Red Sox

The Red Sox have the No. 4 pick in the MLB Draft. Here are 10 prospects you should know

A variety of options could be available for the Red Sox on Sunday.

Henry Davis
Louisville's Henry Davis runs the bases during an NCAA baseball game. AP Photo/Ben McKeown

The MLB Draft kicks off on Sunday (7 p.m. on ESPN/MLB Network), and the Red Sox will be one of the first teams to pick.

After last year’s disastrous and mercifully brief campaign, the Red Sox landed the No. 4 pick in the 2021 MLB Draft — an opportunity to bolster their Minor League depth chart that features just three players in the top 100.

So who should fans be watching? Here are 10 player to keep an eye on as the Red Sox make their selection.

Marcelo Mayer, Eastlake High School SS

Many evaluators consider Mayer the best prospect in the draft — a smooth shortstop whose batting stance drew comparisons to Manny Machado. Scouts praised his hands, footwork and arm in the field.


The Pirates are reportedly considering Mayer but will look for a player who will take less than slot value. If Mayer slides, the Red Sox could have a chance to draft a potential star.

Henry Davis, Louisville C

Davis, who was one of the best hitters in college this past season, is projected to the Red Sox in many mock drafts but is reportedly a potential No. 1 pick. The Red Sox are good, which could accelerate their timeline and encourage a closer look at a college player. Davis has a powerful arm and is considered an above-average offensive talent for a catcher. The Red Sox recently held a private workout with him.

Jack Leiter, Vanderbilt RHP

Leiter is reportedly one of the Red Sox’s top targets, but he’s unlikely to fall to No. 4. If he does, the Red Sox will have an opportunity to grab the best pitching prospect in the draft. Scouts say Leiter has a diverse skill set, a killer fast ball, and good movement on both his curve ball and slider.

Jordan Lawlar, Jesuit Prep SS

The consensus top high-school prospect prior to the season, Lawlar was lauded by scouts for his mature approach at the plate and his compact swing. Lawlar’s athleticism, range, hands and arm all combine to make him a potential five-tool prospect.

Jackson Jobe, Heritage Hall High School RHP

Jobe’s best attribute might be his slider according to scouts, who praise his spin rate and his location. But Jobe also has good speed on his fastball which reportedly tops out at 96, as well as an intriguing curve ball and changeup. That collection of pitches helped him post eye-popping high-school stats — a 0.13 ERA and a 122/5 strikeout-to-walk ratio in 51.2 innings.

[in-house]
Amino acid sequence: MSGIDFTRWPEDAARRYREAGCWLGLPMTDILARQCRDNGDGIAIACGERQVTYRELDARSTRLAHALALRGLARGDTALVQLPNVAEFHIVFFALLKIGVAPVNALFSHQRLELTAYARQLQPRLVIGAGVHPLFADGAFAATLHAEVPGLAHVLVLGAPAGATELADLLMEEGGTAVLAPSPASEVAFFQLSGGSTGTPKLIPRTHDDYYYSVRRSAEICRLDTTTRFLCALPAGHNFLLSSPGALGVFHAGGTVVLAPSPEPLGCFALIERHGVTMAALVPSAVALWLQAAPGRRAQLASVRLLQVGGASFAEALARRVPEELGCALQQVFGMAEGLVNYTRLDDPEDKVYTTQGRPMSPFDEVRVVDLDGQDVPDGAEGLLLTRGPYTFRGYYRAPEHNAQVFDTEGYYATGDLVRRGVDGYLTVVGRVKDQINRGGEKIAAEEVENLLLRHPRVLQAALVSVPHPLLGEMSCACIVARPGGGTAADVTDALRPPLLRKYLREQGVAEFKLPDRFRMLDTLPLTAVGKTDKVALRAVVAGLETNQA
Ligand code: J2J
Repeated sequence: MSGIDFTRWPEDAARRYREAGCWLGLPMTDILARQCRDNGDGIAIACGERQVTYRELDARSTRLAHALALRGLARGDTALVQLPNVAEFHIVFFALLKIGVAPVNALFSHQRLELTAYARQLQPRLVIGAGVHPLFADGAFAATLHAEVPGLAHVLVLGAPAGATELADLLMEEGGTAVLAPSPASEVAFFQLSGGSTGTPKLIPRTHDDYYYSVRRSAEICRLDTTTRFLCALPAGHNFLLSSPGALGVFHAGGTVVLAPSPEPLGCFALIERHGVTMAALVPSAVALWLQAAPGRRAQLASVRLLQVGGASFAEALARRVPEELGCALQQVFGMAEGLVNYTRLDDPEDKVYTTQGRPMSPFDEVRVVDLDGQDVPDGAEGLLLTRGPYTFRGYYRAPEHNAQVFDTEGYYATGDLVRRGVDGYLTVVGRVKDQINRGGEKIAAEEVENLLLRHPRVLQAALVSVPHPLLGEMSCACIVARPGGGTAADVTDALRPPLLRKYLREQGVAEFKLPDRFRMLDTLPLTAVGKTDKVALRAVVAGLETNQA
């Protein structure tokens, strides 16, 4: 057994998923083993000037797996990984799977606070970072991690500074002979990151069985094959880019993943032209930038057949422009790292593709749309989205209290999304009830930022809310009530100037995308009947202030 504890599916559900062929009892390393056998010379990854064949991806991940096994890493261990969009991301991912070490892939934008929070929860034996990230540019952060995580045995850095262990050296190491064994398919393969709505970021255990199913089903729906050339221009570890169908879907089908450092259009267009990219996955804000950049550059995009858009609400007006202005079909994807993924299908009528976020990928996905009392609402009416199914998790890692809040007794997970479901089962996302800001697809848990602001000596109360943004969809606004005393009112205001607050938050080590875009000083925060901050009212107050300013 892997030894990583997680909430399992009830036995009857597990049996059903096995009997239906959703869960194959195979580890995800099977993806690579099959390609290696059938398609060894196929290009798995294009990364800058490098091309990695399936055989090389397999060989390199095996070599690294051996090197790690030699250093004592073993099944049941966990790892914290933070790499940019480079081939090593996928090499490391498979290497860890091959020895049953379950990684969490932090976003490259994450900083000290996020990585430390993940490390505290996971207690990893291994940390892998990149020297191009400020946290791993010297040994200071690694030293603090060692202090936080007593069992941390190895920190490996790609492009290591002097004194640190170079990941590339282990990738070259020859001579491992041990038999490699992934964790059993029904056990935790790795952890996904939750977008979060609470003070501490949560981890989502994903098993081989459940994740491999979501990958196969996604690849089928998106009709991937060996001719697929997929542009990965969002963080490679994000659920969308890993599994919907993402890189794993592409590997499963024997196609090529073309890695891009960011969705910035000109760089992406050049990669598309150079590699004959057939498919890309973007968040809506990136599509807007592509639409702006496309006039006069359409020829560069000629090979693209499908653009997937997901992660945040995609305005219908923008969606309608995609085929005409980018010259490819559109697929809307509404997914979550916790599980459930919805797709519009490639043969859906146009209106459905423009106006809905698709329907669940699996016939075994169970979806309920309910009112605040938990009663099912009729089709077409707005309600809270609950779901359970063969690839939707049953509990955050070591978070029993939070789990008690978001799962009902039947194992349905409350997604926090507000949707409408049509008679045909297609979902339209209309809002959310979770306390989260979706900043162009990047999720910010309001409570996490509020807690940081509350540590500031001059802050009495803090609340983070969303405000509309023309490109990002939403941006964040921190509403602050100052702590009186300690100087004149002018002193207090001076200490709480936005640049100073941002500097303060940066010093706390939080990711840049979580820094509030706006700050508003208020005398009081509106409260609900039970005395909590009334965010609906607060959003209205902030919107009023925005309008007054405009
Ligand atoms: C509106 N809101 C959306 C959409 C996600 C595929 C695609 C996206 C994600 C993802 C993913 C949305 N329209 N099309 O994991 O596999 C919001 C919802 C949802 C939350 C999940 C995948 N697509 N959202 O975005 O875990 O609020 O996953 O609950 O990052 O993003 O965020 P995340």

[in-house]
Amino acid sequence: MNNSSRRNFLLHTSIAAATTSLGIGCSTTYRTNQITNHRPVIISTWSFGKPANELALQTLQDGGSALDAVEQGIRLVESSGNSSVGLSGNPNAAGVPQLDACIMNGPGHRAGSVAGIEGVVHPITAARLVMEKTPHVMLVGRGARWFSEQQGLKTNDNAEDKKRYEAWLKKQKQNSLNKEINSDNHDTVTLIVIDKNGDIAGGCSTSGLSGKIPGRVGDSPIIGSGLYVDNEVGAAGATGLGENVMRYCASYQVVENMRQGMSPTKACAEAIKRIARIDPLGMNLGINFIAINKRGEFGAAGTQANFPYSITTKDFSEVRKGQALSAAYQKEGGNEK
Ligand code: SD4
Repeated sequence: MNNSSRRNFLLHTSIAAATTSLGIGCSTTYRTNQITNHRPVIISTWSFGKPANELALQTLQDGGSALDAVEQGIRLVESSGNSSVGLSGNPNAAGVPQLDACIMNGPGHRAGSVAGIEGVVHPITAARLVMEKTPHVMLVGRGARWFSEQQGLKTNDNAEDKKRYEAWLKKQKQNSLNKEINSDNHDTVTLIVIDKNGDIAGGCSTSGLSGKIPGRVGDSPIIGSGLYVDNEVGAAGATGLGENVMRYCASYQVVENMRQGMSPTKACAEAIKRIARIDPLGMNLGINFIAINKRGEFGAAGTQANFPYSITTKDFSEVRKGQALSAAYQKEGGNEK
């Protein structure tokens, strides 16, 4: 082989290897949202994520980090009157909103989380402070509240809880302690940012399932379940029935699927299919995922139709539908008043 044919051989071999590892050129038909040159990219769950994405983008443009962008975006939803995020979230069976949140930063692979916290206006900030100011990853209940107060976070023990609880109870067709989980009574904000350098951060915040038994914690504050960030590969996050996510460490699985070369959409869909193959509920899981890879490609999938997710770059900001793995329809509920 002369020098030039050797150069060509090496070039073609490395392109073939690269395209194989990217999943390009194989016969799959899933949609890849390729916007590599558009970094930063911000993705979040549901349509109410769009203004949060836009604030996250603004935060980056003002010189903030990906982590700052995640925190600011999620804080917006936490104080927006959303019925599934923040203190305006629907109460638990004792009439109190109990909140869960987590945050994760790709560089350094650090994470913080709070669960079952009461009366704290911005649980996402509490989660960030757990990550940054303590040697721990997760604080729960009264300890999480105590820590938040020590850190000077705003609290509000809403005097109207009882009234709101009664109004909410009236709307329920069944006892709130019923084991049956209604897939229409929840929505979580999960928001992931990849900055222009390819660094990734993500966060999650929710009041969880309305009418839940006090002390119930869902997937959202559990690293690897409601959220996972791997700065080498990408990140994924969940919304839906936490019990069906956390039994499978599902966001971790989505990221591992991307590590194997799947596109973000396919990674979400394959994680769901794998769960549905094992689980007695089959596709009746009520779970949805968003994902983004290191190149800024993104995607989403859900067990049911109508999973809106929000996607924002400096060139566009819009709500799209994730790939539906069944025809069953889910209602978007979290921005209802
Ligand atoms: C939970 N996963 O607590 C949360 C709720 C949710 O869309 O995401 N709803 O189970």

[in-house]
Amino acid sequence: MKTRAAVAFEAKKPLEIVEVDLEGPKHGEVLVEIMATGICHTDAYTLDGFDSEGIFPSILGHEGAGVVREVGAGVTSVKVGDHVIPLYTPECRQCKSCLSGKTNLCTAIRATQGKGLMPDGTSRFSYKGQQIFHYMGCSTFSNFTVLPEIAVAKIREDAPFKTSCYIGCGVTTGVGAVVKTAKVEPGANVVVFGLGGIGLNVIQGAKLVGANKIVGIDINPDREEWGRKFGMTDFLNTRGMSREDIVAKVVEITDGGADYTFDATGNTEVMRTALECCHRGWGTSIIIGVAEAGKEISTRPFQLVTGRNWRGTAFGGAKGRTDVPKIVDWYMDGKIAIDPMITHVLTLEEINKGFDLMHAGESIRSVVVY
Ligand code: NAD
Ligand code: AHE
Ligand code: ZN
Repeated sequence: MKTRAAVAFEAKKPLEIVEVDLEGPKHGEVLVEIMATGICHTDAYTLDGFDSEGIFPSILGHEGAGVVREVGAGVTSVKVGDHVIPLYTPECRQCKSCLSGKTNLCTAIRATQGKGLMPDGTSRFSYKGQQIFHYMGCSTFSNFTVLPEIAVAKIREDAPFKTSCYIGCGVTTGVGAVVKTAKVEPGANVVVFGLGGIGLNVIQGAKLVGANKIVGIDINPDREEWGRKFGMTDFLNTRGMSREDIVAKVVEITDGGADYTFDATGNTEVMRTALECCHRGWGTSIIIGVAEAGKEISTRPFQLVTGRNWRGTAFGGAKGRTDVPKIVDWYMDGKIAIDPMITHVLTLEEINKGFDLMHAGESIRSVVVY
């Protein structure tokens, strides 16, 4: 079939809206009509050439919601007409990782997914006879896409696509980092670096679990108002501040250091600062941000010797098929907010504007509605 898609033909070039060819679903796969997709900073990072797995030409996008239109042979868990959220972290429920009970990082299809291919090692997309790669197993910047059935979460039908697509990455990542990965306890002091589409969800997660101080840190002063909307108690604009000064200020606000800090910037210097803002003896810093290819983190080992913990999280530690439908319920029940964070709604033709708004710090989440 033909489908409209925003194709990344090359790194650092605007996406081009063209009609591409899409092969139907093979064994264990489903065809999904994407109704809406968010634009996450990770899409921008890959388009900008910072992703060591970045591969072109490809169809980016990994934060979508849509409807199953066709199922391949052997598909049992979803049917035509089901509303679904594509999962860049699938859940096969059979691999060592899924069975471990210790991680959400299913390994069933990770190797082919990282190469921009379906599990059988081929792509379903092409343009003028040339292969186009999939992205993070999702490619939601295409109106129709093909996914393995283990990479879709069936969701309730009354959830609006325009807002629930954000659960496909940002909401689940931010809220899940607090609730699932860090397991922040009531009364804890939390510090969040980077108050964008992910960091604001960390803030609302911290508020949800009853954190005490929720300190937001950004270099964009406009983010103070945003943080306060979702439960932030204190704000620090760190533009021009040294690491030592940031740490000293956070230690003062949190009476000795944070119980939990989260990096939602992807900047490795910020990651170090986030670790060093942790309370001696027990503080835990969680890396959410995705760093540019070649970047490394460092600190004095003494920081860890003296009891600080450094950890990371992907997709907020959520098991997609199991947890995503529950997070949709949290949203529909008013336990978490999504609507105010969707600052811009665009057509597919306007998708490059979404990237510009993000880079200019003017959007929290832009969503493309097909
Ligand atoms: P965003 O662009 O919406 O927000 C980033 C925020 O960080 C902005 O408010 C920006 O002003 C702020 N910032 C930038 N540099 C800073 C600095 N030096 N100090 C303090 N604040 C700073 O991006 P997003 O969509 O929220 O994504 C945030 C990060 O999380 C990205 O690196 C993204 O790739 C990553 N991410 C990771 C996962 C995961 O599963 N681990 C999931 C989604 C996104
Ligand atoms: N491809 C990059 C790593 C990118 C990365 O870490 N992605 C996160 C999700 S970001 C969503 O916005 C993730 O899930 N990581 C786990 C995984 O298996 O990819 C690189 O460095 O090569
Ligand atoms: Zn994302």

Brady House, Winder-Barrow High School SS

House struggled a bit this summer which may have dropped his stock a bit, but scouts believe he adjusted and shortened his swing which will help his power significantly. House projects as a power hitter and could play third base in the MLB.

Kumar Rocker, Vanderbilt RHP

Rocker wasn’t quite as complete or consistent as his Vanderbilt teammate Leiter, but he has good speed on his fastball and a devastating slider that was used to strike out 19 batters in a no-hitter against Duke in the NCAA Super Regionals. While scouts want to see more consistency, Rocker could be a high-level starter down the line.

Kahlil Watson, Wake Forest High School SS

Watson could be the No. 1 pick, according to scouts. He has a good eye and makes consistent contact, and he has great speed on the base paths. Watson also has above-average potential as a power hitter, despite his 5-foot-9, 178-pound frame. Scouts suggest he could play almost any position.

Sal Frelick, Boston College OF

Frelick doesn’t have a lot of power, but he has elite athleticism and scouts love his bat speed. He was named ACC Defensive Player of the Year and projects as a centerfielder at the next level.

Ty Madden, Texas RHP

Madden improved consistently in his three seasons at Texas and added 35 pounds to his frame in an effort to improve his consistency. His work paid off — scouts were impressed by his late biting slider, as well as his fastball which reached 99 mph during the fall. He walked four batters in four appearances during the spring.


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